- view of Mount Meru
- kanga, kitenge, and the other varieties of colorful fabric: I wore kanga to work today!
- chickens bobbing heads and digging in the dirt for their food
- the "lane of peace": The bus park in the morning can be hectic. Kondas (conductors) might shout destinations at you or grab your wrist to try to bring you to their bus. Finding what I call the "lane of peace," where one can walk in open space without konda bugging, is a morning highlight.
- jacaranda trees in bloom: Here some flowers from a huge jacaranda tree have fallen to the sidewalk. I love seeing the bright purple above my head, contrasting typical shades of green and brown.
- superb starling: I've probably mentioned this bird before. He's so beautiful and shiny.
- African music: Tanzanian music is called "bongo flava" and it's really fun to dance to. In Tanzania, other African songs are popular, many of them coming from Nigeria. I mention this because I think most of my favorite songs here are Nigerian. To get an idea of the music I'm listening to, you can check out this playlist I'm making on Spotify
- birds chirping
- spoken Swahili: Soon I plan to post a video of myself speaking Swahili for anyone interested in my progress (i.e. my mom). Stay tuned! (Mom.)
- Maasai blanket: This article of fabric is a genuine phenomenon in Tanzania. I'm not exaggerating when I say that I truly believe my life has improved with the Maasai shuka in my life. It's a very portable, fairly thin, and surprisingly warm blanket coming in many patterns, almost all of them checkered. Maasai shuka have many applications, including a bedsheet, and shawl, a table cloth, a wall hanging, a skirt--the possibilities are endless and I can't rave enough. I currently own two shuka, but I'm sure that number will multiply before I leave Tanzania. Unfortunately, the best way I can describe my happiness in a shuka is with this silly selfie.
- front seat of the daladala: This feels amazing only relative to the crammed back seat. Without this comparison, the front seat feels like any reasonable car seating situation.
- cow's noses
- paka! They're so small and cute here. When people have them as pets, I tend to temporarily abduct them for snuggles.
It's possible that unpleasant smells greatly outnumber pleasant smells in Arusha--if you don't count anything that's edible. I haven't included anything edible here because stuff that you can eat that smells good also tastes good, which brings us to...
As promised, vyakula vya Tanzania!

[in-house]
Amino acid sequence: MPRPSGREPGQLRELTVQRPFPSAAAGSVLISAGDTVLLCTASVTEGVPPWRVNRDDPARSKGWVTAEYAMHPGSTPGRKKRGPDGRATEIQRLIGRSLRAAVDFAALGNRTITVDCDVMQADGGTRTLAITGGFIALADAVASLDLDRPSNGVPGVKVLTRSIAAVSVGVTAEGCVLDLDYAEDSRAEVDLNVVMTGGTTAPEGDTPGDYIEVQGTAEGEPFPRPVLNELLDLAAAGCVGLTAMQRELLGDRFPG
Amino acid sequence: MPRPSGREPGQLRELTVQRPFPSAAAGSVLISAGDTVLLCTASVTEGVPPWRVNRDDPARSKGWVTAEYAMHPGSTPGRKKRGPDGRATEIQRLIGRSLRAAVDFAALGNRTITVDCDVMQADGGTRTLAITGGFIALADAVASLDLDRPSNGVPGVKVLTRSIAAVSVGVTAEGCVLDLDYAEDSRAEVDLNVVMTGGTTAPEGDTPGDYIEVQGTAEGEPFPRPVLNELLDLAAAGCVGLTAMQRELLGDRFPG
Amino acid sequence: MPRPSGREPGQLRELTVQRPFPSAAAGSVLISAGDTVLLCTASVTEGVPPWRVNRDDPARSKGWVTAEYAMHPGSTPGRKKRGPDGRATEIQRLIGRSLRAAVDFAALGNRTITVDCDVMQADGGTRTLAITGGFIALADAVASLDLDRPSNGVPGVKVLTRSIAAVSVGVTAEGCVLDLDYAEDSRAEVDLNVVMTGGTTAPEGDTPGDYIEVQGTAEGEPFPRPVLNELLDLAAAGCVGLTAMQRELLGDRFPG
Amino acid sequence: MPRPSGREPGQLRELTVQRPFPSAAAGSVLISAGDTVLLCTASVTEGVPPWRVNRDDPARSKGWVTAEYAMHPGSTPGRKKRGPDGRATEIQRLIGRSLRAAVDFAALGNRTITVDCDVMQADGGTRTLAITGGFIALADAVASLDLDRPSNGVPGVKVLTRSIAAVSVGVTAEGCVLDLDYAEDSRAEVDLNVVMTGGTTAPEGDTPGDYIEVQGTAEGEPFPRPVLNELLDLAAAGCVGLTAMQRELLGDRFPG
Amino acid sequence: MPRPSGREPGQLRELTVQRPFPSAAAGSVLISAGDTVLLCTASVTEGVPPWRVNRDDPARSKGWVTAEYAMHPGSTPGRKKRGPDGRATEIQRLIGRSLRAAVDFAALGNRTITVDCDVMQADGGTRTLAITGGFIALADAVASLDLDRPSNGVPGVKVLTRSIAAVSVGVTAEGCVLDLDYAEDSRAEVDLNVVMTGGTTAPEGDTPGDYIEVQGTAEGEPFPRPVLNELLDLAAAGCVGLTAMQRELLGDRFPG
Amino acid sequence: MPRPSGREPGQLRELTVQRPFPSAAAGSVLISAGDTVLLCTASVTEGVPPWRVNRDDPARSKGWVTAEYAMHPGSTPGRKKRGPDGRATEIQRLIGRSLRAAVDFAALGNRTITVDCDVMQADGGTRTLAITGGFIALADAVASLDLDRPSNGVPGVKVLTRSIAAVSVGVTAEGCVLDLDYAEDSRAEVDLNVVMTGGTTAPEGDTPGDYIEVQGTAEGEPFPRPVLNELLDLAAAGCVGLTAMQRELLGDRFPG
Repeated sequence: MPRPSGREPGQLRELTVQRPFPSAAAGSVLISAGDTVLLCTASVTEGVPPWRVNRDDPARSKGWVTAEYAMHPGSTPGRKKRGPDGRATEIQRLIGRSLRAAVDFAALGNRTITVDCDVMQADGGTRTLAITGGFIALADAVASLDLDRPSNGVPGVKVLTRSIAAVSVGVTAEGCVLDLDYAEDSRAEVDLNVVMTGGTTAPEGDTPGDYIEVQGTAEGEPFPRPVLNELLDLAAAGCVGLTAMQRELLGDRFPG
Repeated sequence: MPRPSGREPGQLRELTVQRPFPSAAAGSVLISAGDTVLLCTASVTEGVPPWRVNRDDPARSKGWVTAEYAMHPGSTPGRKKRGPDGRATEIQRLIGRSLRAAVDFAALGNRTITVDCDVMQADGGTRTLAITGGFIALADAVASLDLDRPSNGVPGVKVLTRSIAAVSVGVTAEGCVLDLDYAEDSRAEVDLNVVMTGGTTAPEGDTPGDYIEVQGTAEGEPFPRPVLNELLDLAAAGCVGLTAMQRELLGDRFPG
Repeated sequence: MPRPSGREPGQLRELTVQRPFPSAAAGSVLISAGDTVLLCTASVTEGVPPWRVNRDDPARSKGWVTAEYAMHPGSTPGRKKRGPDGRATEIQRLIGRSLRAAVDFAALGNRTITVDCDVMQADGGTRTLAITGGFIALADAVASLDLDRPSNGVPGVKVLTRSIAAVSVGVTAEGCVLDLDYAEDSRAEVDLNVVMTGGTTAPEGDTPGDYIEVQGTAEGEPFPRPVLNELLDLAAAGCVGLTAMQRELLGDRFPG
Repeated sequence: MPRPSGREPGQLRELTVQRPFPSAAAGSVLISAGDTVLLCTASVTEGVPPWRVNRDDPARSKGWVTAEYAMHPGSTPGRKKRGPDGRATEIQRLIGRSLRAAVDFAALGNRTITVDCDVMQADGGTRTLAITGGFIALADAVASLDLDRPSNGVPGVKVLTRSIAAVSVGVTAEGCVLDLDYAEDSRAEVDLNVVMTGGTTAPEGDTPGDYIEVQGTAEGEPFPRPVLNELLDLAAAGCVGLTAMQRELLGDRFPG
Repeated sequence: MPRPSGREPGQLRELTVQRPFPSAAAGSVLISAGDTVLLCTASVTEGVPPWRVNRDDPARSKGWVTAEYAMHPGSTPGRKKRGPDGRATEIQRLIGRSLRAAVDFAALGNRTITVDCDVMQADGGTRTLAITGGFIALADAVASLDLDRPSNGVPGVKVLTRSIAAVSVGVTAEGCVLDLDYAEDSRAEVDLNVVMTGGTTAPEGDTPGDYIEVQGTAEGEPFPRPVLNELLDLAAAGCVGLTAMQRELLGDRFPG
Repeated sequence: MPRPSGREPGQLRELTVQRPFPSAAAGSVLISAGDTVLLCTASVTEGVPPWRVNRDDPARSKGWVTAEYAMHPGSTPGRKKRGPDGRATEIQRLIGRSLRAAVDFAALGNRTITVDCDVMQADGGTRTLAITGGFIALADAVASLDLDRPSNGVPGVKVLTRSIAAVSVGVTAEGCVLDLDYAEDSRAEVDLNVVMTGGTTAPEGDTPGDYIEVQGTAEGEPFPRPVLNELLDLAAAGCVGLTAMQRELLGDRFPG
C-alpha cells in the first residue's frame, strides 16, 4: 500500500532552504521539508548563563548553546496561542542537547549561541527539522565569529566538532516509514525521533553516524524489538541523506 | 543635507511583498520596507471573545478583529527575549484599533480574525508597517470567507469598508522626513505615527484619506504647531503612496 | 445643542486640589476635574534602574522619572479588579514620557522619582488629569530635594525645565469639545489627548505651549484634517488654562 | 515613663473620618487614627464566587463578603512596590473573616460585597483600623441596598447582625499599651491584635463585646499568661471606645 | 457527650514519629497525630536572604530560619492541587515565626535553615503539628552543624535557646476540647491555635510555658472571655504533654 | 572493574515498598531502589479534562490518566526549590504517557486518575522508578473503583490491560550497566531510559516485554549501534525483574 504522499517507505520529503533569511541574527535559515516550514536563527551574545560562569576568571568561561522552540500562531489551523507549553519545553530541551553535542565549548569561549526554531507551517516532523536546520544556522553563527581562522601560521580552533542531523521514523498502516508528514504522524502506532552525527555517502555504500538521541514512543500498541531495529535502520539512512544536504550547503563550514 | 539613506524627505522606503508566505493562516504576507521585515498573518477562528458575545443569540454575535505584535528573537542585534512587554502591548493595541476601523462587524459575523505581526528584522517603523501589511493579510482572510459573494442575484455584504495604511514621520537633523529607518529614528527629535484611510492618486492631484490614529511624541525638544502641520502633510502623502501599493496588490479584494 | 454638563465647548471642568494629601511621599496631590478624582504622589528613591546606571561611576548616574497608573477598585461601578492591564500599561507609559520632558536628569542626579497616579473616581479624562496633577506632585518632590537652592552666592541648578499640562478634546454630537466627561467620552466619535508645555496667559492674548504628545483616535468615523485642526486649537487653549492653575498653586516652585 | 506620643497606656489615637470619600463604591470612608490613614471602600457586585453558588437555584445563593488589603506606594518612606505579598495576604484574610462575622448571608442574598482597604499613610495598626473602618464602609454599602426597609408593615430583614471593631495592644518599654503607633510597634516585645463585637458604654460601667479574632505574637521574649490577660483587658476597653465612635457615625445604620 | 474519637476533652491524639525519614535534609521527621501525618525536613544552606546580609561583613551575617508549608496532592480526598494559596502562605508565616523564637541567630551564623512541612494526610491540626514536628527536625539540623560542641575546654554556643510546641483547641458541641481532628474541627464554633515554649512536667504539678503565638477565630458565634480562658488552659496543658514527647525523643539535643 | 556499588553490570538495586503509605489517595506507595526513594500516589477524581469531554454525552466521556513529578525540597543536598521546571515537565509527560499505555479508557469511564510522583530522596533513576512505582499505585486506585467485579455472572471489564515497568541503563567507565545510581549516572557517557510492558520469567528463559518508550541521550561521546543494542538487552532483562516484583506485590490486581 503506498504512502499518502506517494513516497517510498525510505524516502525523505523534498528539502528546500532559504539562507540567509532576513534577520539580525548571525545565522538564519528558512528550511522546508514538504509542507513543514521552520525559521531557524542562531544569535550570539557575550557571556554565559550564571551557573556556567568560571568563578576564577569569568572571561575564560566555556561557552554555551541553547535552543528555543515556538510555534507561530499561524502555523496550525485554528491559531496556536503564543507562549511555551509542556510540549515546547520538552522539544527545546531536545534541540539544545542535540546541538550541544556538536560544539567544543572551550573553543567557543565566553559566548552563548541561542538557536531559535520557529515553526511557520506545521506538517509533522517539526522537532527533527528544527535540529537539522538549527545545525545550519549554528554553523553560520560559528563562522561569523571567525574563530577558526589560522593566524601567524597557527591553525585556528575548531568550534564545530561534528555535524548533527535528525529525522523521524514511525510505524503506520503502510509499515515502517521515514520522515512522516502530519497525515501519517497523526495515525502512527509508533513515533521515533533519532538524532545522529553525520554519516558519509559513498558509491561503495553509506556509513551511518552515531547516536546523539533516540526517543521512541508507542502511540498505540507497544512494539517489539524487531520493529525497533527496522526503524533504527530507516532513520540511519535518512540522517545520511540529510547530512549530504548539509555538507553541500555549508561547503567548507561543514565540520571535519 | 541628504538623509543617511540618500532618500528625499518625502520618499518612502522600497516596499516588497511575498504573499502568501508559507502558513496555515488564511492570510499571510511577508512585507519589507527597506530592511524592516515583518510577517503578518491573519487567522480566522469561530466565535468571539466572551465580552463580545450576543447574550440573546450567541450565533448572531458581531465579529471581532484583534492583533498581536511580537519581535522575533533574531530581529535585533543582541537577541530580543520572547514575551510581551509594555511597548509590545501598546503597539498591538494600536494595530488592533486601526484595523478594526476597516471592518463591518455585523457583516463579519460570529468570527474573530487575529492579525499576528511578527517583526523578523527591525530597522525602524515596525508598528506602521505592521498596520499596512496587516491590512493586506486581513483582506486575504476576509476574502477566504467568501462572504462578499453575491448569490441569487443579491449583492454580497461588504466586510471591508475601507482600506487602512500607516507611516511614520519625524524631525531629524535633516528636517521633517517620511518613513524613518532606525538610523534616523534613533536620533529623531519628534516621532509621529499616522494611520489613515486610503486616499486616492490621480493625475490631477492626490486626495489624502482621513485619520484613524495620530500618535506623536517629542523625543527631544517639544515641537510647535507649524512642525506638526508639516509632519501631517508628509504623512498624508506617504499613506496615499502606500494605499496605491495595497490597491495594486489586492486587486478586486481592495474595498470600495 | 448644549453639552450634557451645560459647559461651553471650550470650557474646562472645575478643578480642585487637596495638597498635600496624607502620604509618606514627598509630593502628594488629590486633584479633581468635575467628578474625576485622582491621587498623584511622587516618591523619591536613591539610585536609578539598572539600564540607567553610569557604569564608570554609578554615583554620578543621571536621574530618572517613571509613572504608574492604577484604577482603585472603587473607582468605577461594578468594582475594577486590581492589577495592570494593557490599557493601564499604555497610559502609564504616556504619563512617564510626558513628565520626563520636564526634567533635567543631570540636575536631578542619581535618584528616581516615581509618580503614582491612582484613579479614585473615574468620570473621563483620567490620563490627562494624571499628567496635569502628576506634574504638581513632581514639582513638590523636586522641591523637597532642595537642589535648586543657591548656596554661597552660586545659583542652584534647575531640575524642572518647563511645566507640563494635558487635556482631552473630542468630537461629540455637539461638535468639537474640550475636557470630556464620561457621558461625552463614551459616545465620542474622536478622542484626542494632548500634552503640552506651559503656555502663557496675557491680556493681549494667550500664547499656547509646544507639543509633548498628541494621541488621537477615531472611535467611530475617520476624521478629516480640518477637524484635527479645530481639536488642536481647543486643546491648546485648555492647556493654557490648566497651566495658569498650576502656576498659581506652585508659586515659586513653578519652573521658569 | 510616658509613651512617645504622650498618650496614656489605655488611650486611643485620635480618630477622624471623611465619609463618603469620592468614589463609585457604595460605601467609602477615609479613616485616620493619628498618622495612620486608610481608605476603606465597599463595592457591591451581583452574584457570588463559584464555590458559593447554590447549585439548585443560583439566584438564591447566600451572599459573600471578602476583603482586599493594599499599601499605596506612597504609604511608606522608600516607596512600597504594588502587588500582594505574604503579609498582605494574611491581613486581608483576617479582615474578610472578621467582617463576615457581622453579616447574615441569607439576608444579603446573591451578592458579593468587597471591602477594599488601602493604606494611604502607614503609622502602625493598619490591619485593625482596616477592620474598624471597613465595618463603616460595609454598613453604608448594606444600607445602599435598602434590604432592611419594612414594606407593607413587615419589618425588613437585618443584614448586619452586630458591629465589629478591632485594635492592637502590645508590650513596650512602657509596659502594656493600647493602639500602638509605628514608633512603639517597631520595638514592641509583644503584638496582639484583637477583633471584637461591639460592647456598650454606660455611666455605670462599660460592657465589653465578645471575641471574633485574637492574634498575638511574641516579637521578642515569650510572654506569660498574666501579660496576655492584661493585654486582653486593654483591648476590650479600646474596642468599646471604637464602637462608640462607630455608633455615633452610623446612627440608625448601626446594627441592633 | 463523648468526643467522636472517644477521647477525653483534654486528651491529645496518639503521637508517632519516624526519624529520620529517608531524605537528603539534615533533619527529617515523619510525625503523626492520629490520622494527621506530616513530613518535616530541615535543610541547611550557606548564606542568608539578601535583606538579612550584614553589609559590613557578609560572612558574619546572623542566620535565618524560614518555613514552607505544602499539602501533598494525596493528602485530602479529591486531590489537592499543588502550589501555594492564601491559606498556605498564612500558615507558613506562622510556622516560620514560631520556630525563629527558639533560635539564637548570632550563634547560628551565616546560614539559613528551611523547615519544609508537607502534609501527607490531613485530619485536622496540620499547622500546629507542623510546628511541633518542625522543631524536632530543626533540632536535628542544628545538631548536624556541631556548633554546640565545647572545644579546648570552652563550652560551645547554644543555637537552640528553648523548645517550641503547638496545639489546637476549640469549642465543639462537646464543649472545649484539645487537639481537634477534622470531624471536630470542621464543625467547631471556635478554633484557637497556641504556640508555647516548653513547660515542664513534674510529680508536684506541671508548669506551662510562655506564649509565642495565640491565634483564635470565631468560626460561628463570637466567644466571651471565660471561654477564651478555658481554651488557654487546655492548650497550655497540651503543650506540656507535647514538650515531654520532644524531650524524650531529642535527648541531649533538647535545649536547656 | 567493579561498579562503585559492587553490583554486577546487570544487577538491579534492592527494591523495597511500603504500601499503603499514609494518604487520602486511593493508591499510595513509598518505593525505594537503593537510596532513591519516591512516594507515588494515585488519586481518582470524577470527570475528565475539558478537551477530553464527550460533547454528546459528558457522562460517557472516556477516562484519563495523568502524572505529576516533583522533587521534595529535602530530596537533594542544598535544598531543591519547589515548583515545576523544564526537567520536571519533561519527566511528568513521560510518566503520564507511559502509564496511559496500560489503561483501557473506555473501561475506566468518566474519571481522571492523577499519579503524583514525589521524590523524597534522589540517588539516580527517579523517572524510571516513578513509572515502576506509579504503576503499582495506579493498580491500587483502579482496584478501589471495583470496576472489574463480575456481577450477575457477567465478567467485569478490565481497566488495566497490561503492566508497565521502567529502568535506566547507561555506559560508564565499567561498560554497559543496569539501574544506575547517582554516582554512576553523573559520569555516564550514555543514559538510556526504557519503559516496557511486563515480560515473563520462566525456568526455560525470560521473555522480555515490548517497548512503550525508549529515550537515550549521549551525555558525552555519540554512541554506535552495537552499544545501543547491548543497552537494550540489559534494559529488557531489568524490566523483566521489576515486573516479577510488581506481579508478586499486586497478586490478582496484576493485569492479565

- sambusa: I don't eat a lot of meat, but this East African-style samosa (delightfully spiced meat stuffed inside a puffy yet crunchy wrapping) has me hooked. It's often served with a spicy sauce called pilipili, made from tomatoes, cucumber, carrots, hot peppers, and some other good stuff. On average I'd estimate I consume around 15 sambusa a week. Sanae and I learned how to make it from a wonderful woman at work. Here's the result of our lesson!
- chapati: This is like a tortilla, but thicker and much more oily. It has Indian origins but is now a staple of life in Arusha. I often eat chapati as breakfast or with lunch.
- chai ya maziwa: Translating directly to "tea of milk," chai ya maziwa is savory, gingery, cinnamonny and sweet all at once. I drink this with my chapati every morning in the restaurant next to work.
- kahawa: Coffee here is amazing. In fact, many plants in the area export to Starbucks and the like. There's also a pretty good instant coffee called Africafe. Below is coffee at Burka, a huge coffee plant near work. The raw beans might be exported or are there roasted to different degrees and sold.
- street corn + pili/lime powder: Many women grill and sell corn on the streets. Some of them, if requested, will rub the cob in a powdery/flakey pepper using a freshly cut lime half as a rubbing tool.
- fresh fruit juice: It's common to find juice from passion fruit, tamarind, mango, and even avocado.
- Stoney Tangawizi: This is a ginger soda ("tangawizi" means "ginger"), but it's much more flavorful and tangy than something like ginger ale. I've never seen this in the U.S., but if anyone knows where I can get it in Boston, please inform me immediately so I can avoid accidentally breaking any import laws by stuffing a bunch into my suitcase.
- nyama ya kusaga: Again, I don't like meat, but this spiced, minced beef is delicious.
With all these nice gems in Arusha, it will be hard coming back to Boston. So far, Tanzania is winning my heart.